“With a pitch-perfect turn of phrase, and the ability to make you laugh out loud… Thorpe’s epiphany is profound and affecting, and it is the counterpoint of poignancy and comedy that makes this very personal search for peace so utterly life-affirming.”
“His is a spiritual journey as much as anything else… assisted by some bouncy writing, a sharp eye for detail and a slight earnestness you can’t help but warm to.”
The Daily Mail
“Urban Worrier, his “adventures in the lost art of letting go”, chronicles a breathtaking year… And the conclusion to his adoption saga brings a tear to the eye.”
“This is Yes Man for mindfulness converts. If you need to stop and take stock, this will show you how.” ShortList Magazine
“Urban Worrier is great fun to read, because as soon as you read it you realise you’re one yourself, of course.”
Sally Magnusson, BBC Radio Scotland
* * * *
URBAN WORRIER: Adventures in the Lost Art of Letting Go
Reviewed by Fiona Atherton
Nick Thorpe is a man at breaking point. Finding himself slumped at his desk one Monday morning, completely burned out, the freelance journalist decides that he must save himself. He must learn to relax and let go – partly for his own wellbeing, but also for the sake of Ali, his long-suffering psychotherapist wife.
It is not just Thorpe’s career that has led him to this cliff edge, stressful and necessarily deadline-driven as it is. He and Ali have recently embarked upon the journey to adopting a child, and part of our self- deprecating, self-doubting, and often self-loathing narrator’s anxiety is about becoming a father, and potentially failing at the biggest and most important commission he has ever undertaken.
Given that he has hit a metaphorical cliff edge, Thorpe decides that its physical embodiment is probably the most fitting place to start his quest. He heads to Cornwall, throws himself off said cliff, and then embarks upon a day of Coasteering, “a hybrid of rock-scrambling, swimming and bodysurfing”, all undertaken in what the Coastguard pointedly refers to as the “tidal impact zone”.
“I’d say it’s mainly a guy thing … this extreme sports malarkey,” Ali tells her adrenalin-fuelled husband, in her trademark call-a-spade-a-spade style. “Men find it harder to take the risk of intimacy, so they buddy up and leap off a cliff together instead… Women just go out for a coffee and achieve the same thing.”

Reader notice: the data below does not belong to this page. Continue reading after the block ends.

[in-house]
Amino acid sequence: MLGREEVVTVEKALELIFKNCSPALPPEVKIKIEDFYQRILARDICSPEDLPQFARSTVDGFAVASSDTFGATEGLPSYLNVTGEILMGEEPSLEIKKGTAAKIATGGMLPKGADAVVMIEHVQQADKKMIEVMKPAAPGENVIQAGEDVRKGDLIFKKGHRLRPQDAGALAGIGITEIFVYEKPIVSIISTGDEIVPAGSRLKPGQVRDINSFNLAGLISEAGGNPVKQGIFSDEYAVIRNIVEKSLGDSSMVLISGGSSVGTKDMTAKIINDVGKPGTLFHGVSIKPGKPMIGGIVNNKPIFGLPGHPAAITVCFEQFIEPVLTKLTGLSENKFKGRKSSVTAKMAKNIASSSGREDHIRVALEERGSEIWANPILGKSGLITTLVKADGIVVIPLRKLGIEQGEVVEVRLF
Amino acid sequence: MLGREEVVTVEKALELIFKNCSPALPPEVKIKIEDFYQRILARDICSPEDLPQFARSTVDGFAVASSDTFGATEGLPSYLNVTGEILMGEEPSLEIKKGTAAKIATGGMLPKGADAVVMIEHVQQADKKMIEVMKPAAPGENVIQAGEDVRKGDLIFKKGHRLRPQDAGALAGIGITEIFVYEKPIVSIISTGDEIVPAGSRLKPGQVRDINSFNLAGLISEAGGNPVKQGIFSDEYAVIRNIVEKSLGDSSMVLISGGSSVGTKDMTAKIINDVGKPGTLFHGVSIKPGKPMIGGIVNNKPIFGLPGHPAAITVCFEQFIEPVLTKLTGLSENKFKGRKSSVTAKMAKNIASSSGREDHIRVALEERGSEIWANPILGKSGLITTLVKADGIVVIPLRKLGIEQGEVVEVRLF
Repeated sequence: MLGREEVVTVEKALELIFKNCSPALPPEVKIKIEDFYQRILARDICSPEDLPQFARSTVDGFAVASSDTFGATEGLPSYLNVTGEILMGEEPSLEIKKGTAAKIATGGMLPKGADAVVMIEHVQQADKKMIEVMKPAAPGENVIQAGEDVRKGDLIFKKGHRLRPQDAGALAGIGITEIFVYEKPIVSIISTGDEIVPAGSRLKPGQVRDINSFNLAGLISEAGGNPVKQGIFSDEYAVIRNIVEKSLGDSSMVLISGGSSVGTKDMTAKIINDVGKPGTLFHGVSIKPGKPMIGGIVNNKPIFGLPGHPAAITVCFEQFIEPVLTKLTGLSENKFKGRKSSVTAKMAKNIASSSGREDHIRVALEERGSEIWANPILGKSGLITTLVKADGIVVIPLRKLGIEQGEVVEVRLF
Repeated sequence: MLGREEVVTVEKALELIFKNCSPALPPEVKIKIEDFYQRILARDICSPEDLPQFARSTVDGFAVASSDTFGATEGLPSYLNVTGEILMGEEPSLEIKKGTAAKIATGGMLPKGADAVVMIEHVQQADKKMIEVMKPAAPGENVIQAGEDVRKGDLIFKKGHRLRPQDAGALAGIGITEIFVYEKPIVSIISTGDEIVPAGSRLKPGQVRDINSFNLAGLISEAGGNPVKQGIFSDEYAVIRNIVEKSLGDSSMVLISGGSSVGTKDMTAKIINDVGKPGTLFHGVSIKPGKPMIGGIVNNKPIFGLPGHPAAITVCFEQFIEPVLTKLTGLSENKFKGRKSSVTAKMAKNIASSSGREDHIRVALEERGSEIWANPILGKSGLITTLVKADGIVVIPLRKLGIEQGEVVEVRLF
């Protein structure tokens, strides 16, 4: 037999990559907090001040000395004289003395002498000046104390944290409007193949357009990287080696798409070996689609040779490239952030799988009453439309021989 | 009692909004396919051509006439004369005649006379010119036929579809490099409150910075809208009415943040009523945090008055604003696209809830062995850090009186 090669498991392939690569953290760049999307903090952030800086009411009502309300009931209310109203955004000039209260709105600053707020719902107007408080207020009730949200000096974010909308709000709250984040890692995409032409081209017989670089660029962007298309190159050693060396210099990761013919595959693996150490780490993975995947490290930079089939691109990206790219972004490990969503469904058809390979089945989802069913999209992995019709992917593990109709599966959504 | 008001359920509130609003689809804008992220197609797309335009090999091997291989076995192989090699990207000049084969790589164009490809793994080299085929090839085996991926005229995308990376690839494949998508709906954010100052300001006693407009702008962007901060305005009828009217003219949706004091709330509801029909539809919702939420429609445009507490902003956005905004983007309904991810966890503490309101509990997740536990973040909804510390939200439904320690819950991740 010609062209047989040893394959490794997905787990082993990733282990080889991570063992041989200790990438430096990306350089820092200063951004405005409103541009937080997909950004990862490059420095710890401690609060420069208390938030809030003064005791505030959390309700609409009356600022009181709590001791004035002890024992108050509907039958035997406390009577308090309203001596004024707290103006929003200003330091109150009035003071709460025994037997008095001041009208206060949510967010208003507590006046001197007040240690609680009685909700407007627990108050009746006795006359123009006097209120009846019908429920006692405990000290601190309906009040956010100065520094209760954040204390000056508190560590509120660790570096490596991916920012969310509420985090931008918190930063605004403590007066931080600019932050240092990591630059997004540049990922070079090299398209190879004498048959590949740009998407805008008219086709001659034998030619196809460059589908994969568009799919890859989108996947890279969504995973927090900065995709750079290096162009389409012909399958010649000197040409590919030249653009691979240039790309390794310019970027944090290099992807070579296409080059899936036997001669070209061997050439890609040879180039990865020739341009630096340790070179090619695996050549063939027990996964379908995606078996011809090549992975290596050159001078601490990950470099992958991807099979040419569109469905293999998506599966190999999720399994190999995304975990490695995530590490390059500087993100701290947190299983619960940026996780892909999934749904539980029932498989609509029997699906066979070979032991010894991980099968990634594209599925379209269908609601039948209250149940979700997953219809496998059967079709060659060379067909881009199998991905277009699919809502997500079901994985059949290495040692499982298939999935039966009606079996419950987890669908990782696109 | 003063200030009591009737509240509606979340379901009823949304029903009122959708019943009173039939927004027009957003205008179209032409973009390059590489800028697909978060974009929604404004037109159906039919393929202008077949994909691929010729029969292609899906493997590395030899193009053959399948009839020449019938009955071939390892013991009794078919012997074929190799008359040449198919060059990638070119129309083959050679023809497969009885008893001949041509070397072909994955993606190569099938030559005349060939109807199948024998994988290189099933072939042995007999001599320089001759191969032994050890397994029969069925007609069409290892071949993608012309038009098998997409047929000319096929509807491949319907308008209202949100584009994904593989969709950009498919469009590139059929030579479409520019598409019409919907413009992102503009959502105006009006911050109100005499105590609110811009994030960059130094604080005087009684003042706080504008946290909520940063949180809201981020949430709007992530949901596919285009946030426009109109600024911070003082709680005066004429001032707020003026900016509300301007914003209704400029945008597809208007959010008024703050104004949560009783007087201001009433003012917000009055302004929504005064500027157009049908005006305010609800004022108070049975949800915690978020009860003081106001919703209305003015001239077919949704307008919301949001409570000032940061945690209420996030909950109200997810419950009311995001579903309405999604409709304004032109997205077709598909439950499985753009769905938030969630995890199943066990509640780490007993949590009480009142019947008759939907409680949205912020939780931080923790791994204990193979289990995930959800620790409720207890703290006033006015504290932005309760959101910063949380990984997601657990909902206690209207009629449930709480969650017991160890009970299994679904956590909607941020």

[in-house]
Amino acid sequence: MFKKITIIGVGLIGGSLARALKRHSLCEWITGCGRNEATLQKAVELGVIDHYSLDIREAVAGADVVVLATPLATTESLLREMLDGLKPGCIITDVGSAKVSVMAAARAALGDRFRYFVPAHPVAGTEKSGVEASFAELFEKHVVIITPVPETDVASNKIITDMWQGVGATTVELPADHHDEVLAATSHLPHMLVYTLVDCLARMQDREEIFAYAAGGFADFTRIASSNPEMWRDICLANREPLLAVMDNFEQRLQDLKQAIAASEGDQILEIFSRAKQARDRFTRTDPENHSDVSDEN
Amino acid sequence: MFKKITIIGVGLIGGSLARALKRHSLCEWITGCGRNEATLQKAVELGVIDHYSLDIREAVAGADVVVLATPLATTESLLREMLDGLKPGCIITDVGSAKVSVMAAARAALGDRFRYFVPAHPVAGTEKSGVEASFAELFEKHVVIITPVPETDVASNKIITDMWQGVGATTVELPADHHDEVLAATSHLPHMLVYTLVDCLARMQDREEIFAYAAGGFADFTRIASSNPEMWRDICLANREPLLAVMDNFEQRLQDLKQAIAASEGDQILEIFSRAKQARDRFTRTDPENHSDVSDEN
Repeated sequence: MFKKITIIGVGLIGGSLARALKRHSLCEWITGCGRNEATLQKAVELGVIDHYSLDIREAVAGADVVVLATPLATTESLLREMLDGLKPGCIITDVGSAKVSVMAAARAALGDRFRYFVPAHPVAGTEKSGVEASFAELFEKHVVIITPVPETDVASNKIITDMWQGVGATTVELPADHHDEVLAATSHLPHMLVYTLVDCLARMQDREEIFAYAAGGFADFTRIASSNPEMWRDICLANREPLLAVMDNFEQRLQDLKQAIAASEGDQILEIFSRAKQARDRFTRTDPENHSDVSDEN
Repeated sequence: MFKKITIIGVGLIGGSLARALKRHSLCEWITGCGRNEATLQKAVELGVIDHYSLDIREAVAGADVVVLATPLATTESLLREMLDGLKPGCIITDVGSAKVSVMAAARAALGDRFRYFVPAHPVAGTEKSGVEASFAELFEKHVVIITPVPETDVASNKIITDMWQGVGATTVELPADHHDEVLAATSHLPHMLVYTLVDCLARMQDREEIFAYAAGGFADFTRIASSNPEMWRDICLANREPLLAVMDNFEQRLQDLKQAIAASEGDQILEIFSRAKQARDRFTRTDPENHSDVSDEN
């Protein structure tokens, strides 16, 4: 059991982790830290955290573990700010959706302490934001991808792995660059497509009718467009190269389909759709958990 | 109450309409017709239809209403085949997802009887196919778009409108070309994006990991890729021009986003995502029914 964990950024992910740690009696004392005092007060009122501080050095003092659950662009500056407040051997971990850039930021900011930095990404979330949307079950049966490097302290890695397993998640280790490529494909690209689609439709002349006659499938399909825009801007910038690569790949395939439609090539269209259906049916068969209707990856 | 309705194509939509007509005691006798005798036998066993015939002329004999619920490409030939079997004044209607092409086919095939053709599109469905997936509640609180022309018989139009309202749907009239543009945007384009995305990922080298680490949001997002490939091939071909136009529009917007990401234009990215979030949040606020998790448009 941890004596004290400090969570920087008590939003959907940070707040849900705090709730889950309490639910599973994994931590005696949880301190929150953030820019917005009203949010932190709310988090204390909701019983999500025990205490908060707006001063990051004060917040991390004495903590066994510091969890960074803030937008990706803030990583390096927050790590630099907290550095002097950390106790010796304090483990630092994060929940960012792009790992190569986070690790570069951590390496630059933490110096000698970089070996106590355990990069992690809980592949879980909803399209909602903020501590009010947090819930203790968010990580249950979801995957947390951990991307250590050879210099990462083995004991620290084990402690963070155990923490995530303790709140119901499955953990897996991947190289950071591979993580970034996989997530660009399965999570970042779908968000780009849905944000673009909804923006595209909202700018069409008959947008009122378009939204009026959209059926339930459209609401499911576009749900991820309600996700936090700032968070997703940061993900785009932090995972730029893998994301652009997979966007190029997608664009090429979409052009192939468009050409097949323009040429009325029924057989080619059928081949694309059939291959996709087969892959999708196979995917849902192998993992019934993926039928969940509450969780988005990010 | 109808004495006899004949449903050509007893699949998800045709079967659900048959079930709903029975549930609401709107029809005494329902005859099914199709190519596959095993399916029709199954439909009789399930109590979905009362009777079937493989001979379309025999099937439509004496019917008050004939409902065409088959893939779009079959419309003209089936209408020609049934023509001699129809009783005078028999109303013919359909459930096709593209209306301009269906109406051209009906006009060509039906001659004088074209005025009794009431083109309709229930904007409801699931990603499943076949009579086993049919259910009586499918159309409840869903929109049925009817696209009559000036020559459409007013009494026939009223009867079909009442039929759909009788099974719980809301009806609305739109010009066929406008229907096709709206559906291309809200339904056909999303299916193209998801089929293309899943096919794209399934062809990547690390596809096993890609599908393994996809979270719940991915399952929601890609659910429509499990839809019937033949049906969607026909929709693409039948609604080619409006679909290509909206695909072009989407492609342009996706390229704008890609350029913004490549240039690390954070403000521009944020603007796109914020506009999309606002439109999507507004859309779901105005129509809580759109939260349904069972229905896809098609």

Next on Thorpe’s list of self-imposed challenges is wing-walking, and so to the Cotswolds he heads to strap himself onto the fuselage of an aeroplane and be catapulted around the skies. In rather less dramatic – although just as eye-opening – tasks, Thorpe finds himself dressing up as a clown in his native Edinburgh, attending Sweden’s No Mind Festival with a bunch of New Age hippies, sharing a weekend of bonding with his brothers in the Swedish wilderness and Scuba diving off South Africa’s Maputaland coast – to name but a few.
All teach him useful lessons to add to his new-found bank of knowledge about himself: that it’s all right to make a fool of himself and let out the inner child; that sharing with strangers can be liberating and enlightening; that “intimacy and contentment” with those we know best is sometimes all it takes to “let go”; that immersion in the moment is often the key to relaxation and, ultimately, survival in today’s fast-moving world; that sometimes the notion of letting go is no more than another anxiety to add to the list, and something we should think less about and simply do more.
But if this is all sounding a little too new-age-preaching for your liking then there’s good news. Nick Thorpe is a naturally cynical, rather introverted, Scottish journalist, with a pitch-perfect turn of phrase, and the ability to make you laugh out loud.
One of the most entertaining undertakings comes when Nick and Ali head off to a naturist campsite in Cornwall. Neither of them has been publicly naked before, and neither has any overriding wish to amend that record. And yet still they find themselves being addressed, unabashed, by a woman wearing only “Velcro sandals and a necklace”, and learning that the “cardinal sin of naturism” is failing to sit on a towel. “Don’t put your bare bum on a chair”, they’re advised, matter-of-factly.